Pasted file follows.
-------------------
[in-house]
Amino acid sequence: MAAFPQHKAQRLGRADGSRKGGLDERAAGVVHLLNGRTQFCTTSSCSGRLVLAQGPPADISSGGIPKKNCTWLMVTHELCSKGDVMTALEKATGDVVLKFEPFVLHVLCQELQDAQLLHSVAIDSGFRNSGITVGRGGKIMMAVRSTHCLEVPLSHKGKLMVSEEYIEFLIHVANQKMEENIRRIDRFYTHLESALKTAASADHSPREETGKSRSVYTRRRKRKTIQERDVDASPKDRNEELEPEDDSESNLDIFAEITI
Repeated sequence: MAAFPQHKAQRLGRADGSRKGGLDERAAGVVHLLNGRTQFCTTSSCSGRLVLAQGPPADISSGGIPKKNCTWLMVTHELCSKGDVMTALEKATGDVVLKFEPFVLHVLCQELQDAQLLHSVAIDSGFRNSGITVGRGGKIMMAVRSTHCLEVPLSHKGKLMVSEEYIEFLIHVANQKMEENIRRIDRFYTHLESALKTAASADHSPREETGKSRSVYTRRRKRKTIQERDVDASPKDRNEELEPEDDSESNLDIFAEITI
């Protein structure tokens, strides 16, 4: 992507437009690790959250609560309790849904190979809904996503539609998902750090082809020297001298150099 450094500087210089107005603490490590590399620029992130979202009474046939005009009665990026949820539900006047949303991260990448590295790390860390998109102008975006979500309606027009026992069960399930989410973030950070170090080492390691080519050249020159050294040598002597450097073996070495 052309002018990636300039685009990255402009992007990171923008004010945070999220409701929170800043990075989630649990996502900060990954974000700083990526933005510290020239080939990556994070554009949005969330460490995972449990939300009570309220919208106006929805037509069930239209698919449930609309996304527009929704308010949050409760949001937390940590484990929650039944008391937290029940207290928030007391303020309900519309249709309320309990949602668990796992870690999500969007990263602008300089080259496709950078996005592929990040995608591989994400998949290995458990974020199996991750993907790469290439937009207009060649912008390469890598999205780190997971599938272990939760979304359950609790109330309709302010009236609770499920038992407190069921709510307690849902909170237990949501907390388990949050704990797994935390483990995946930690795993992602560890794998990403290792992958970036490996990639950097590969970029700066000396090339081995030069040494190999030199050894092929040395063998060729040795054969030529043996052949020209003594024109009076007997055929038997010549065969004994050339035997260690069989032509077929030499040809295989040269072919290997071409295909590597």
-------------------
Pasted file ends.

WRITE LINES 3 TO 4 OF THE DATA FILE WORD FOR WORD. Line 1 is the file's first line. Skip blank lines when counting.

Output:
Repeated sequence: MAAFPQHKAQRLGRADGSRKGGLDERAAGVVHLLNGRTQFCTTSSCSGRLVLAQGPPADISSGGIPKKNCTWLMVTHELCSKGDVMTALEKATGDVVLKFEPFVLHVLCQELQDAQLLHSVAIDSGFRNSGITVGRGGKIMMAVRSTHCLEVPLSHKGKLMVSEEYIEFLIHVANQKMEENIRRIDRFYTHLESALKTAASADHSPREETGKSRSVYTRRRKRKTIQERDVDASPKDRNEELEPEDDSESNLDIFAEITI
């Protein structure tokens, strides 16, 4: 992507437009690790959250609560309790849904190979809904996503539609998902750090082809020297001298150099 450094500087210089107005603490490590590399620029992130979202009474046939005009009665990026949820539900006047949303991260990448590295790390860390998109102008975006979500309606027009026992069960399930989410973030950070170090080492390691080519050249020159050294040598002597450097073996070495 052309002018990636300039685009990255402009992007990171923008004010945070999220409701929170800043990075989630649990996502900060990954974000700083990526933005510290020239080939990556994070554009949005969330460490995972449990939300009570309220919208106006929805037509069930239209698919449930609309996304527009929704308010949050409760949001937390940590484990929650039944008391937290029940207290928030007391303020309900519309249709309320309990949602668990796992870690999500969007990263602008300089080259496709950078996005592929990040995608591989994400998949290995458990974020199996991750993907790469290439937009207009060649912008390469890598999205780190997971599938272990939760979304359950609790109330309709302010009236609770499920038992407190069921709510307690849902909170237990949501907390388990949050704990797994935390483990995946930690795993992602560890794998990403290792992958970036490996990639950097590969970029700066000396090339081995030069040494190999030199050894092929040395063998060729040795054969030529043996052949020209003594024109009076007997055929038997010549065969004994050339035997260690069989032509077929030499040809295989040269072919290997071409295909590597």